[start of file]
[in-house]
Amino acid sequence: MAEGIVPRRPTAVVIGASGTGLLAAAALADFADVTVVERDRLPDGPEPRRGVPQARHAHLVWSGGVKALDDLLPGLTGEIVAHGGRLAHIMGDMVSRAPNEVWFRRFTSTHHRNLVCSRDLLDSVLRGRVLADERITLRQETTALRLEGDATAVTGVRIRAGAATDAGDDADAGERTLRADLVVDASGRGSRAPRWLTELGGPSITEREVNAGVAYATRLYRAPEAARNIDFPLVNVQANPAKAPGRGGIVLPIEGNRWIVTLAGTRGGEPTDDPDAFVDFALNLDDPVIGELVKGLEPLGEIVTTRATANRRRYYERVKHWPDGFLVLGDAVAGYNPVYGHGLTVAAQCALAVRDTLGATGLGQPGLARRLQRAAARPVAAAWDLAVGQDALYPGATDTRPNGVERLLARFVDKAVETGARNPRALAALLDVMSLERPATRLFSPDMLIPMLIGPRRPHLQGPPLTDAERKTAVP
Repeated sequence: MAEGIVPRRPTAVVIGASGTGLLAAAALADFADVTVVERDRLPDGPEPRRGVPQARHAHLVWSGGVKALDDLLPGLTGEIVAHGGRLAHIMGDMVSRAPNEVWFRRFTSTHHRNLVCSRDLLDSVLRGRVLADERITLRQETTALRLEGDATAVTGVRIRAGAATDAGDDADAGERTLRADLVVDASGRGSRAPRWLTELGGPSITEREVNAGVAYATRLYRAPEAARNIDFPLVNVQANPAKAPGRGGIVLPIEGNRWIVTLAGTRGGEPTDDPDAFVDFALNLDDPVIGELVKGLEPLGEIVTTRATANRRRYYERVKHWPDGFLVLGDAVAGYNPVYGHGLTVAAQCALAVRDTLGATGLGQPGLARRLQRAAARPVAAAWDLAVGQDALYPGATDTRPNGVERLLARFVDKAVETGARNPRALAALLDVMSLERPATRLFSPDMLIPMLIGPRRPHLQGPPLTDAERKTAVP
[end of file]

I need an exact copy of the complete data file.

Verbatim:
[in-house]
Amino acid sequence: MAEGIVPRRPTAVVIGASGTGLLAAAALADFADVTVVERDRLPDGPEPRRGVPQARHAHLVWSGGVKALDDLLPGLTGEIVAHGGRLAHIMGDMVSRAPNEVWFRRFTSTHHRNLVCSRDLLDSVLRGRVLADERITLRQETTALRLEGDATAVTGVRIRAGAATDAGDDADAGERTLRADLVVDASGRGSRAPRWLTELGGPSITEREVNAGVAYATRLYRAPEAARNIDFPLVNVQANPAKAPGRGGIVLPIEGNRWIVTLAGTRGGEPTDDPDAFVDFALNLDDPVIGELVKGLEPLGEIVTTRATANRRRYYERVKHWPDGFLVLGDAVAGYNPVYGHGLTVAAQCALAVRDTLGATGLGQPGLARRLQRAAARPVAAAWDLAVGQDALYPGATDTRPNGVERLLARFVDKAVETGARNPRALAALLDVMSLERPATRLFSPDMLIPMLIGPRRPHLQGPPLTDAERKTAVP
Repeated sequence: MAEGIVPRRPTAVVIGASGTGLLAAAALADFADVTVVERDRLPDGPEPRRGVPQARHAHLVWSGGVKALDDLLPGLTGEIVAHGGRLAHIMGDMVSRAPNEVWFRRFTSTHHRNLVCSRDLLDSVLRGRVLADERITLRQETTALRLEGDATAVTGVRIRAGAATDAGDDADAGERTLRADLVVDASGRGSRAPRWLTELGGPSITEREVNAGVAYATRLYRAPEAARNIDFPLVNVQANPAKAPGRGGIVLPIEGNRWIVTLAGTRGGEPTDDPDAFVDFALNLDDPVIGELVKGLEPLGEIVTTRATANRRRYYERVKHWPDGFLVLGDAVAGYNPVYGHGLTVAAQCALAVRDTLGATGLGQPGLARRLQRAAARPVAAAWDLAVGQDALYPGATDTRPNGVERLLARFVDKAVETGARNPRALAALLDVMSLERPATRLFSPDMLIPMLIGPRRPHLQGPPLTDAERKTAVP